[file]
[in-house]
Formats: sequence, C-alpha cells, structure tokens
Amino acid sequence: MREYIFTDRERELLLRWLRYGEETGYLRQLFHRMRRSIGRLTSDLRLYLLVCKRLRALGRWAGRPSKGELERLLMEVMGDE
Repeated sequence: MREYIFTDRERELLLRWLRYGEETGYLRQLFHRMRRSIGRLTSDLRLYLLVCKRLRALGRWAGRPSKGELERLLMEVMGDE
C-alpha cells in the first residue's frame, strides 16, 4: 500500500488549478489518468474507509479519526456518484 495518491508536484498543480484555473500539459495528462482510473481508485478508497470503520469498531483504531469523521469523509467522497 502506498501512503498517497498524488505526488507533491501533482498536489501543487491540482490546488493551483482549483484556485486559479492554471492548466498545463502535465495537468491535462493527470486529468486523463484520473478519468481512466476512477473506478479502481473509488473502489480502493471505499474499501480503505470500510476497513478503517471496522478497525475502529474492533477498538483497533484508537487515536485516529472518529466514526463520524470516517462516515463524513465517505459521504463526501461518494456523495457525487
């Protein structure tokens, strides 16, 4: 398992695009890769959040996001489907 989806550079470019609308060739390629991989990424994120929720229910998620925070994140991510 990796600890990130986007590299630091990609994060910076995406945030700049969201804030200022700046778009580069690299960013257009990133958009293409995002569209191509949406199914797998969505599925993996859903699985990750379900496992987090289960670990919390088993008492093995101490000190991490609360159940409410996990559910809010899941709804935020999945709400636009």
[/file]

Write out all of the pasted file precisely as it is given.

[in-house]
Formats: sequence, C-alpha cells, structure tokens
Amino acid sequence: MREYIFTDRERELLLRWLRYGEETGYLRQLFHRMRRSIGRLTSDLRLYLLVCKRLRALGRWAGRPSKGELERLLMEVMGDE
Repeated sequence: MREYIFTDRERELLLRWLRYGEETGYLRQLFHRMRRSIGRLTSDLRLYLLVCKRLRALGRWAGRPSKGELERLLMEVMGDE
C-alpha cells in the first residue's frame, strides 16, 4: 500500500488549478489518468474507509479519526456518484 495518491508536484498543480484555473500539459495528462482510473481508485478508497470503520469498531483504531469523521469523509467522497 502506498501512503498517497498524488505526488507533491501533482498536489501543487491540482490546488493551483482549483484556485486559479492554471492548466498545463502535465495537468491535462493527470486529468486523463484520473478519468481512466476512477473506478479502481473509488473502489480502493471505499474499501480503505470500510476497513478503517471496522478497525475502529474492533477498538483497533484508537487515536485516529472518529466514526463520524470516517462516515463524513465517505459521504463526501461518494456523495457525487
């Protein structure tokens, strides 16, 4: 398992695009890769959040996001489907 989806550079470019609308060739390629991989990424994120929720229910998620925070994140991510 990796600890990130986007590299630091990609994060910076995406945030700049969201804030200022700046778009580069690299960013257009990133958009293409995002569209191509949406199914797998969505599925993996859903699985990750379900496992987090289960670990919390088993008492093995101490000190991490609360159940409410996990559910809010899941709804935020999945709400636009």